Jason Ambrosino spent a decade serving in the U.S. Army, including overseas in Iraq between 2005-06. By the time Ambrosino retired in 2014, he was 100% service disabled and given seven different prescriptions from Veterans Affairs hospital doctors.
“It was too many. It was really, kind of wrecking my life. Was the pain level less or the issues that I had, were they not bothering me so much? Yeah, of course, but the issue was the combination of those medications was turning me into an unproductive zombie,” says Ambrosino.
Tired of being tired, he looked for a different solution. He and several of his military friends began trying CBD products. He says that, paired with medical marijuana, was a life changer and allowed him to get off his prescriptions.
But despite being legal in New York, VA hospitals do not prescribe or encourage the use of marijuana products. The hospital system operates on the federal level, where marijuana is still a schedule 1 controlled substance.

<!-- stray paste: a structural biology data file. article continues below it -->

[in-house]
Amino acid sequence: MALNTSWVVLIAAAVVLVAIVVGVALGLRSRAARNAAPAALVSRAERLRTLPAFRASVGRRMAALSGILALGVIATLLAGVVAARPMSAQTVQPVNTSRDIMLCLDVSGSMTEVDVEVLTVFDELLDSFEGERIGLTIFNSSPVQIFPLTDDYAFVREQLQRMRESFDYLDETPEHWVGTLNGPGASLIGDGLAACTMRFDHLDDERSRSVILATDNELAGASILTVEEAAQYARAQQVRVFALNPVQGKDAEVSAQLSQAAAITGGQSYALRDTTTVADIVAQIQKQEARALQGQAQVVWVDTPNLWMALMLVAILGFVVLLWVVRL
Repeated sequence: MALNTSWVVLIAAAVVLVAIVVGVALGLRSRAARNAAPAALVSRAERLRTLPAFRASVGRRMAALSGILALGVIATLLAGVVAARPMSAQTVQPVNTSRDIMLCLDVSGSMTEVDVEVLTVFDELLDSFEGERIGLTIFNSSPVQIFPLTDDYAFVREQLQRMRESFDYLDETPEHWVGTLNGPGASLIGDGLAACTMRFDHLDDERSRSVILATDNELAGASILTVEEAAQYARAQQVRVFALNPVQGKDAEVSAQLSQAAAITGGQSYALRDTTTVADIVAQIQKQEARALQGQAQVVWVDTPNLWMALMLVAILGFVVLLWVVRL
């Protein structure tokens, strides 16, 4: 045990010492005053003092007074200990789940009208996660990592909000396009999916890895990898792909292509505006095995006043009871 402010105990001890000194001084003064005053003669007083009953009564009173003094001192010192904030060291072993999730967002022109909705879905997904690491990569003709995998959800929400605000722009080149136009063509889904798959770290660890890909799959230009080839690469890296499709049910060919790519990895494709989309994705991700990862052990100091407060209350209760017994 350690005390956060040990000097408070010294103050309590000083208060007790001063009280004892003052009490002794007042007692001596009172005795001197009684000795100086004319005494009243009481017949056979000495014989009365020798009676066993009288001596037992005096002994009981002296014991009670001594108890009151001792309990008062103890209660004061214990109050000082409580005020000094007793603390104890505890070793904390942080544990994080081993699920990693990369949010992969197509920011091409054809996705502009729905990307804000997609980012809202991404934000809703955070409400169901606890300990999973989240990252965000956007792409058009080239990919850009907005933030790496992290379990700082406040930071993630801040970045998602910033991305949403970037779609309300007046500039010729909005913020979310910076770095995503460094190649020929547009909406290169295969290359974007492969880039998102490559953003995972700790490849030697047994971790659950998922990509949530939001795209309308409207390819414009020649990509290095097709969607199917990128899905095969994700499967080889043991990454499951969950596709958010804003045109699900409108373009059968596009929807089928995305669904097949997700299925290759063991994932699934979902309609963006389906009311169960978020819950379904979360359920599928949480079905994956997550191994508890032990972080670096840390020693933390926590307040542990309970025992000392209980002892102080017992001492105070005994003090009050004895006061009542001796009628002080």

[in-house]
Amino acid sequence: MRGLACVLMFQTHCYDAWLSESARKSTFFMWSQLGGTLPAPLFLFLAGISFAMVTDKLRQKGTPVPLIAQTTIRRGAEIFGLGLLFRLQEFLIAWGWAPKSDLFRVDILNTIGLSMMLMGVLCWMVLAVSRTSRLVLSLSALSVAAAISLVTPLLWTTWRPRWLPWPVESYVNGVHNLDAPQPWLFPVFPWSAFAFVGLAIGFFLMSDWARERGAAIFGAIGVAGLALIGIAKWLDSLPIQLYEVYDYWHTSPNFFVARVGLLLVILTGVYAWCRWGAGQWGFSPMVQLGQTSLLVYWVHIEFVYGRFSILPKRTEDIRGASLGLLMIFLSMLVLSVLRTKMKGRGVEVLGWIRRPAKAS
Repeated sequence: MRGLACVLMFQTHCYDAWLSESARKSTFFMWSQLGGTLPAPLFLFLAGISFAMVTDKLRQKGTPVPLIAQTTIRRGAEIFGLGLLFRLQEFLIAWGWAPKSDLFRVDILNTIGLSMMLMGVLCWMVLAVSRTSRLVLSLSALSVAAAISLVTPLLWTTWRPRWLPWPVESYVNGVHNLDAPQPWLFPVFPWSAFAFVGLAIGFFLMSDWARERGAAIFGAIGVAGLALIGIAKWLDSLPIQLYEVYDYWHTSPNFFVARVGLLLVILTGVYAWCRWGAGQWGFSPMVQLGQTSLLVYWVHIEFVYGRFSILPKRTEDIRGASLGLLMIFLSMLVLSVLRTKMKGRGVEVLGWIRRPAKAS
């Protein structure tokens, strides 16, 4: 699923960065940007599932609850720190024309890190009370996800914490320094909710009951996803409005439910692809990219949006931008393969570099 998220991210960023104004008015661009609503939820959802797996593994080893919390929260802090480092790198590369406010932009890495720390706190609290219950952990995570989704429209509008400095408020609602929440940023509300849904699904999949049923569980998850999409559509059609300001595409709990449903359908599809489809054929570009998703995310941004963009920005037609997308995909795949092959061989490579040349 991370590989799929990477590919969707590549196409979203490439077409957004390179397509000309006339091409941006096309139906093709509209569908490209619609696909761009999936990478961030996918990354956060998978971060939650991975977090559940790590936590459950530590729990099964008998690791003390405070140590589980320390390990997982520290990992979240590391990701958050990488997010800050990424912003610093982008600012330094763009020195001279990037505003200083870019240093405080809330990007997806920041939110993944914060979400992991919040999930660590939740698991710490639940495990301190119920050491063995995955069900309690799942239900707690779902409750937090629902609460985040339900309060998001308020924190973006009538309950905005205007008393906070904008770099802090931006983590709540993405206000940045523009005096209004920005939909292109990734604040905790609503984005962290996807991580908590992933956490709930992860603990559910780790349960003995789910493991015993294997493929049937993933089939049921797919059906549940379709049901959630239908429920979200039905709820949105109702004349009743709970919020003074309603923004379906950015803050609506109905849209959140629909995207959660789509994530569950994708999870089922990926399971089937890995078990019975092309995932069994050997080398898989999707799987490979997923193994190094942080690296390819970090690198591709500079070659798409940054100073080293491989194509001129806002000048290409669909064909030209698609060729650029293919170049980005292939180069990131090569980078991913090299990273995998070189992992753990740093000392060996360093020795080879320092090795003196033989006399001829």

Instead, the hospital’s doctors say they prescribe other medications, like Ambrosino was first given, and offer things like physical therapy and exercise.
“What’s important to note is that our goal is to provide the most effective treatment method that best meets the needs of the veteran, with the veteran being an integral part of choosing the treatment that best meets his or her goal,” said Peter Potter, the public affairs director at Stratton VA Medical Center, in a statement.
After the 2018 Farm Bill was passed, Ambrosino began Veterans Hemp Market. The business offers several CBD-based products, aimed at sharing what has worked for Ambrosino.
“We’ve gotten rave reviews on this. Folks who are existing cancer patients right now and this is the only relief that they’ve been able to get them,” says Ambrosino.
Ambrosino says the company’s sales were somewhere between $40,000 and $50,000 in its first year. That increased to about $250,000 last year. Many of his clients are fellow veterans.
He hopes the future will include more education and options for struggling veterans, something he knows won’t be possible until marijuana is decriminalized on the federal level.
“We have to get it descheduled at a federal level. Nothing is going to happen at the federal level until that descheduling happens,” says Ambrosino.